Bringing Baby Home

The big day has arrived and you are wondering exactly how it is going to go and how best to make the introductions of your baby and dog. Although this is a time many mothers worry about, most dogs, though curious,will graciously accept this new being. With the previous pre-introduction suggestions firmly underway you should feel confident that this will go smoothly.

Safety First, Foremost and Forever

It is important for your family dog to learn to be calm around your newborn. Even when he is and you are comfortable with them being together, it is important to never leave your baby unattended in the presence of Bowser. Plan ahead what you will do when the doorbell or the phone rings or your attention is diverted when they are together. Consider having several tethers around the house and a comfy bed within reach so that Bowser can be tethered safely away from baby. Baby gates come in handy for those dogs who are not interested in jumping or scaling them. And of course, a crate that he has become accustomed to beforehand. A screen door on baby’s room works well, allowing your dog to hear, smell and see baby without  access. Favorite toys that your dog interacts with calmly can be offered when you are changing diapers or bathing baby. Remember that our goal is for Bowser to be calm and feel included.

Handling The Introduction of Bowser to Baby

Arrange for your dog to be exercised and hopefully tired beforehand.  Consider hiring a neighborhood child to walk or run with him before you come home. A nice long game of catch works as well. He should  have recently eaten and be full, content and tuckered out.  This is no time for your dog to be pestering you to throw the ball for him.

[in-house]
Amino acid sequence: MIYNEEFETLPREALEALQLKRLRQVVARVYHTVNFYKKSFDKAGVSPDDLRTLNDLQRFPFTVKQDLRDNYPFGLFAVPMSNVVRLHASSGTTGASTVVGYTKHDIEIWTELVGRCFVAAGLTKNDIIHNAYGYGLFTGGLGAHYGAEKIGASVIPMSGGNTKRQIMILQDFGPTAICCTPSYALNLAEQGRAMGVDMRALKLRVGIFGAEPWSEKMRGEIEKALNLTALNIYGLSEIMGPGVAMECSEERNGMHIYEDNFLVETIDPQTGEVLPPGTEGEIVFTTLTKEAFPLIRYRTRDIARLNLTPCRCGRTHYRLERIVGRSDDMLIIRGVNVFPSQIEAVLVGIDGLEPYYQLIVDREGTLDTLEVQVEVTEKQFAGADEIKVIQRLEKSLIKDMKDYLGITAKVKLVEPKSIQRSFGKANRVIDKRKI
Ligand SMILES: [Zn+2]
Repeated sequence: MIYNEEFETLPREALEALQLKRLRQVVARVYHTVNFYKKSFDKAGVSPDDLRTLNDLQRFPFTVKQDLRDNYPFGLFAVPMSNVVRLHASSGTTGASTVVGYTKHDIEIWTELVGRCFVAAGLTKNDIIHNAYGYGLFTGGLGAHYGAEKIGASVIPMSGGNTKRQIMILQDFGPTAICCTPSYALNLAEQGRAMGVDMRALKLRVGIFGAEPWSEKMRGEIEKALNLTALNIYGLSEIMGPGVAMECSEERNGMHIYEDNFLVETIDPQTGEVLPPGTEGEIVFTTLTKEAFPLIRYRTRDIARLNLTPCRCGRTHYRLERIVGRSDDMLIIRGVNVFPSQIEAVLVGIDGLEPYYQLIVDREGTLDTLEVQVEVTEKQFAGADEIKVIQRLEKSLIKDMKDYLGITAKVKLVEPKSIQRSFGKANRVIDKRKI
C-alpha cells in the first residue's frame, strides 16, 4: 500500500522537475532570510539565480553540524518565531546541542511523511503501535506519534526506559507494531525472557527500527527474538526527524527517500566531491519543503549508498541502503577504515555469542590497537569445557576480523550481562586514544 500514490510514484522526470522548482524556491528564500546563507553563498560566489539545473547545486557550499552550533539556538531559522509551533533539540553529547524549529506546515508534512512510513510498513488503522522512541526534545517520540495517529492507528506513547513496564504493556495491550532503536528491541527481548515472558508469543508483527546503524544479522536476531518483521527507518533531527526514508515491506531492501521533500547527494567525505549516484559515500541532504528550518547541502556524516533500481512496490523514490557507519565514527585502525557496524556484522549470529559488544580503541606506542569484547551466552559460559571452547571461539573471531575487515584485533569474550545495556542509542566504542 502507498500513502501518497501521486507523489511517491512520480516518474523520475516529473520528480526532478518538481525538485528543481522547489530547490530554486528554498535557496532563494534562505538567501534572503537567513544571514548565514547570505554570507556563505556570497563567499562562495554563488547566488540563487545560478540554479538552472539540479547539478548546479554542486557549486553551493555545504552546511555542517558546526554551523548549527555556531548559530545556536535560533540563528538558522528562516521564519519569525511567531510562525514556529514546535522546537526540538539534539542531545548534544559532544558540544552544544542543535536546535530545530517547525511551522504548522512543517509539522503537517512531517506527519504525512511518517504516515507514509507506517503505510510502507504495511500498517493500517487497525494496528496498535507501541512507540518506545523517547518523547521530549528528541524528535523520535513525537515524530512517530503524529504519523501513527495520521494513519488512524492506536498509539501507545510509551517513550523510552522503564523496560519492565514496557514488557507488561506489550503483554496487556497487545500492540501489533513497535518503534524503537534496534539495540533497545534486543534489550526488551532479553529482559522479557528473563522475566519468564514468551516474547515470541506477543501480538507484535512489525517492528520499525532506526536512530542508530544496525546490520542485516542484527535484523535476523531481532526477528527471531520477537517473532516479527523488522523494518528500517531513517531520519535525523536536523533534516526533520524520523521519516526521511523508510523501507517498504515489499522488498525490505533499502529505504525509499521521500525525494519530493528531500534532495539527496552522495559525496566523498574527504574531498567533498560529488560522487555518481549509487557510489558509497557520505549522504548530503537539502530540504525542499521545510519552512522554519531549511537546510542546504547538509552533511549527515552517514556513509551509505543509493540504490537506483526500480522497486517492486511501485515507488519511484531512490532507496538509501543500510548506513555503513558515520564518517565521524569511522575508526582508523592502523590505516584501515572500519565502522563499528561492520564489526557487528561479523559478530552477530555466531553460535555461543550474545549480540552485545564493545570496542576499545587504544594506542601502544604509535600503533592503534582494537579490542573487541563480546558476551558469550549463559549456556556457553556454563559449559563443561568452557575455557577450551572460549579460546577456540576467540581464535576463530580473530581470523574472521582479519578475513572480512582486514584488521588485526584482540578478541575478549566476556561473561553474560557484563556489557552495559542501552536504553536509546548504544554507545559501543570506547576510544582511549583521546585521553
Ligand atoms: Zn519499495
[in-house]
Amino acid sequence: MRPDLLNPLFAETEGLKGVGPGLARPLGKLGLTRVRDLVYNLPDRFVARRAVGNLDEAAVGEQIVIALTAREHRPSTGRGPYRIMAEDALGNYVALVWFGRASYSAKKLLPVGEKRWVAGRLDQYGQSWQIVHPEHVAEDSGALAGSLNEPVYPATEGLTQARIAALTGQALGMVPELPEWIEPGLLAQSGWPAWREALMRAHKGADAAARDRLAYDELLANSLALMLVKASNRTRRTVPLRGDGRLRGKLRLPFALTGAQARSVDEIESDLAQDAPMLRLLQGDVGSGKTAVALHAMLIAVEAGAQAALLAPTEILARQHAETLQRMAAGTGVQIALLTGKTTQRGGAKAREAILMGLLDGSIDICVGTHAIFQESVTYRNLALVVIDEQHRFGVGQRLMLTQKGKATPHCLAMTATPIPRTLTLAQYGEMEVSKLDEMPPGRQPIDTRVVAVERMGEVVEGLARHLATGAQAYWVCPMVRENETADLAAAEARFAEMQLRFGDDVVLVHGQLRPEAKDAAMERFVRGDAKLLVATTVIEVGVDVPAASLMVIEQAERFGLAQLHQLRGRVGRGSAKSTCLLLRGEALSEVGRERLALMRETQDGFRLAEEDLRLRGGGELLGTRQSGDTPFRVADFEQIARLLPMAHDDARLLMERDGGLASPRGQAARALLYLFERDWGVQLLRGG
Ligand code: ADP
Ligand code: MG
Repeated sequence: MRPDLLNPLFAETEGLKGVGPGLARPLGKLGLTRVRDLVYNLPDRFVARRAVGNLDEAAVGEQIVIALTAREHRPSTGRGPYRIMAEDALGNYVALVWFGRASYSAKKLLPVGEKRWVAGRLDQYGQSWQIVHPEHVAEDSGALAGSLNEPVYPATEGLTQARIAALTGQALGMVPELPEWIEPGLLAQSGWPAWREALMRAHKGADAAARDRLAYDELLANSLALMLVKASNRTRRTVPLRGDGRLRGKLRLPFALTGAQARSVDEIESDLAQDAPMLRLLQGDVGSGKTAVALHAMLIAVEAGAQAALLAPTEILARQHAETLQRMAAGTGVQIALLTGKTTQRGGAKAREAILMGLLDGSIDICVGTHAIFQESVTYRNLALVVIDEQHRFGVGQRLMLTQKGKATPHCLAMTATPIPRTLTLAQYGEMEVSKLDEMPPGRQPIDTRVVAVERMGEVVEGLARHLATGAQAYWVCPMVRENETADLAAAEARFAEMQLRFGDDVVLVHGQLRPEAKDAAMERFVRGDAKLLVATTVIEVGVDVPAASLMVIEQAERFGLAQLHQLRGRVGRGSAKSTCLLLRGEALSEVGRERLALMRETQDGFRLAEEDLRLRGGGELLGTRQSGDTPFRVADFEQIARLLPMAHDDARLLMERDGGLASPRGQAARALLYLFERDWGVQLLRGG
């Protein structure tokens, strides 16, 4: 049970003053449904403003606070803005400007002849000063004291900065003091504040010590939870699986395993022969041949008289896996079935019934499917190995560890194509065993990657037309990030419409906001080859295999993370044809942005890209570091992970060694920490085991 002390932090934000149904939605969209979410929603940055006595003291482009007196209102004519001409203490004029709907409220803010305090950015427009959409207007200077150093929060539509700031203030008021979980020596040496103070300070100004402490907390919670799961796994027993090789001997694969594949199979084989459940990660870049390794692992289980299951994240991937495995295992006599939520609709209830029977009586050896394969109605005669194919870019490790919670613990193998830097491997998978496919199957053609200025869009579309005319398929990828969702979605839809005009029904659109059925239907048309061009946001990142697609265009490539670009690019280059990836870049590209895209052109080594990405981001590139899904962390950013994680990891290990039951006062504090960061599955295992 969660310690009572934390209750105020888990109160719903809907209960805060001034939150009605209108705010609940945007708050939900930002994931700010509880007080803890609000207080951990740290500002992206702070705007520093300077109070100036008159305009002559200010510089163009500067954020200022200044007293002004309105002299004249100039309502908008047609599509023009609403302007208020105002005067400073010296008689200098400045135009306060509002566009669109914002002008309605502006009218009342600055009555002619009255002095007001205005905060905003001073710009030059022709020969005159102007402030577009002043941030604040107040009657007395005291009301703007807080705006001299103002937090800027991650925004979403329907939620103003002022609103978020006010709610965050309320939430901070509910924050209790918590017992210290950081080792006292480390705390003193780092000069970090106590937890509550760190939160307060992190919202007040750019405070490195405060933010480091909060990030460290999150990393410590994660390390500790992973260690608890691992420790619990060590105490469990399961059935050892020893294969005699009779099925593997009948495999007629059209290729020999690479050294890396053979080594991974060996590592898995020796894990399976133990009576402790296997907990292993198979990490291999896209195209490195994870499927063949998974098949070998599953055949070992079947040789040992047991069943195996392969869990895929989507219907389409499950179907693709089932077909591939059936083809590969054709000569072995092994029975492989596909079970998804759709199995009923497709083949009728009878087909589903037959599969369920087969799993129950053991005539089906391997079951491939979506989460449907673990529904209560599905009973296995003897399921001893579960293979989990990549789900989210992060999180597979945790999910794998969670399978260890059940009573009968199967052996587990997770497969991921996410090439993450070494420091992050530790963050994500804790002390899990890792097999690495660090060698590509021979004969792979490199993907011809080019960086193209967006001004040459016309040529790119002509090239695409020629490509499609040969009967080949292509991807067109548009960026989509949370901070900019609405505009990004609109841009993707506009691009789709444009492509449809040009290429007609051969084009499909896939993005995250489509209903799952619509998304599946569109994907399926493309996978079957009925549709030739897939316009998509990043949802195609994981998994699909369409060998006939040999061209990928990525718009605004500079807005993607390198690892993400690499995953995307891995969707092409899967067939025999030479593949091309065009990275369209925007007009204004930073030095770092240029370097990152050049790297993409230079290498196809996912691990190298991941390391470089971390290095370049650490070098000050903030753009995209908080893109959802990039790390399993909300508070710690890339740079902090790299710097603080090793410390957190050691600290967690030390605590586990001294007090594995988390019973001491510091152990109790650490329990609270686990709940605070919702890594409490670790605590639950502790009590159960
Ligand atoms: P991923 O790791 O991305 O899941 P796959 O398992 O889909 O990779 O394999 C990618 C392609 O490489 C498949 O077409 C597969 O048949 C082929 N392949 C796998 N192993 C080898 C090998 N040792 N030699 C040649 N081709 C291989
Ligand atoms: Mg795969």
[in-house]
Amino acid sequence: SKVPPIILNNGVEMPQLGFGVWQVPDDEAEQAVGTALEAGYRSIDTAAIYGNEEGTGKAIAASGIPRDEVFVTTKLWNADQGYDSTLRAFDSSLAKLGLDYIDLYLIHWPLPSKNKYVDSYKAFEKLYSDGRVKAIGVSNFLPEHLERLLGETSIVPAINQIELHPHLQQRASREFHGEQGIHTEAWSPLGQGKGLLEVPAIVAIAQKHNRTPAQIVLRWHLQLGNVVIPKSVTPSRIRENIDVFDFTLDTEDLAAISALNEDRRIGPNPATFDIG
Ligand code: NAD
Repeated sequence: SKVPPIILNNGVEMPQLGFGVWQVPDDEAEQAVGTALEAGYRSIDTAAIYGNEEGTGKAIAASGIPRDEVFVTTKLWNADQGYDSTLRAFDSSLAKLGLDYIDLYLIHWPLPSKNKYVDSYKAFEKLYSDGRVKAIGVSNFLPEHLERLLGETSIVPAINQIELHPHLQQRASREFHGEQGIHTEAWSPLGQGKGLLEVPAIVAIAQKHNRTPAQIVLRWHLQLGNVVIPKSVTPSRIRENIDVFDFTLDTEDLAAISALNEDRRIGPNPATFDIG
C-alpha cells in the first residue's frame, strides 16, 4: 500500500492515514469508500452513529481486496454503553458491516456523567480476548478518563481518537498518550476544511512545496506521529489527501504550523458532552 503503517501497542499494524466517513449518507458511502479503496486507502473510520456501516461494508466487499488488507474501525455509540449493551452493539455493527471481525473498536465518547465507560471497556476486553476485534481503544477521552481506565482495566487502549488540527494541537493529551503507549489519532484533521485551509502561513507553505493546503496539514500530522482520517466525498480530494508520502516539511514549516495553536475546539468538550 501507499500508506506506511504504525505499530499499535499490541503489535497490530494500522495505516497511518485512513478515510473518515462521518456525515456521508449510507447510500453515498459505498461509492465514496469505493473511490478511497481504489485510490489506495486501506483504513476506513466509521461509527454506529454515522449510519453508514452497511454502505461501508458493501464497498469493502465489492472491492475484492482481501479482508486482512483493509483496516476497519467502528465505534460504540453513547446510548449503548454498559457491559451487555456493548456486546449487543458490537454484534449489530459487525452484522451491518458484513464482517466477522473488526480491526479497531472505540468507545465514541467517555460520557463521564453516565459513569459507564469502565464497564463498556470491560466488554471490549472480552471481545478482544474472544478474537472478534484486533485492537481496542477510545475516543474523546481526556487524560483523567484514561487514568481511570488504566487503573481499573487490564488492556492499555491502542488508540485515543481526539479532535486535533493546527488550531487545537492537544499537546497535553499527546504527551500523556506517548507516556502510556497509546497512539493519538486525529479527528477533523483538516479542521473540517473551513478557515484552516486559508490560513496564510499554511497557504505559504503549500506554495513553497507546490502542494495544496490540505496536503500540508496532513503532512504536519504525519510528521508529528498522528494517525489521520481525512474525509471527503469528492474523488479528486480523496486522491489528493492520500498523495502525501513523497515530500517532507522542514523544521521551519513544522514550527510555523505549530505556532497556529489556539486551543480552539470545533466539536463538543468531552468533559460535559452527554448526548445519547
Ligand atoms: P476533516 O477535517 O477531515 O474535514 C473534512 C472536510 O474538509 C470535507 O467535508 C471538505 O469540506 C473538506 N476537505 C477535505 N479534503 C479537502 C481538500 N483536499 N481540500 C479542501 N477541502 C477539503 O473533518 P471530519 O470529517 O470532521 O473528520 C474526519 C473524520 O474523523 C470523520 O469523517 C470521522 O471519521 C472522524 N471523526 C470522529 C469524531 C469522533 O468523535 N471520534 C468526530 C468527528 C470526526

Because thresholds or doors are often the site of excitement, arrange it so that the initial meeting  does not occur there.  Ideally Bowser will be elsewhere when you enter the house and you will have the help of someone. If you are the primary person in Bowser’s life, have someone else hold your baby until after you have had a calm greeting and reuniting with your dog. If you have been in the hospital for a day or two you are likely to smell differently so allow him a moment of sniffing you over without your baby in your arms.

Consider arranging an introduction  while your baby is asleep.  In this way you can be attentive to your dog while he is getting his first eyeful.

Remain calm and quiet and refrain from using an excited high pitched voice. Watch your dog carefully and if he becomes too excited or uncomfortable remove him from the situation. This first introduction will set the tone.

If your dog is overly excited (or your baby is overly excited) postpone the actual introduction. There is no reason to hurry this.

The Process

Ideally, two people will be present.With Bowser on leash, and in a calm sit/stay, reward him with petting.

Slowly bring your baby closer. As long as your baby and Bowser are calm they can remain close. He should be close enough to smell but not close enough to bite. This should be repeated several times during the first day. Use your discretion as to how close you allow them based on your dog’s level of excitement and your knowledge of his temperament.

After several introductions, if your dog is not overly excited, you may repeat these steps off leash.

If this goes well the next step is to allow Bowser more freedom and to wander loose while you are tending to your baby.

There is no set timeline for all this to happen. Most dogs adjust within a few days, though others may need weeks. And if your dog is not interested, do not force the issue.  There is plenty of time for them to get to know each other later.

Visitors

You will no doubt have many visitors coming to see your new baby.  Have cookie jars with yummies strategically placed around your house so that when vistiors come to oooooh and aaaaahh they can easily say hello first to your dog and offer up a tantalizing cookie. Favorite toys that they can interact with alone can be offered by your guests. Put them up or switch them out frequently so they don’t become “old hat.”

Related Posts:

Getting Your Dog Ready for The Arrival of Your New Baby

The How and Why of Crate Training

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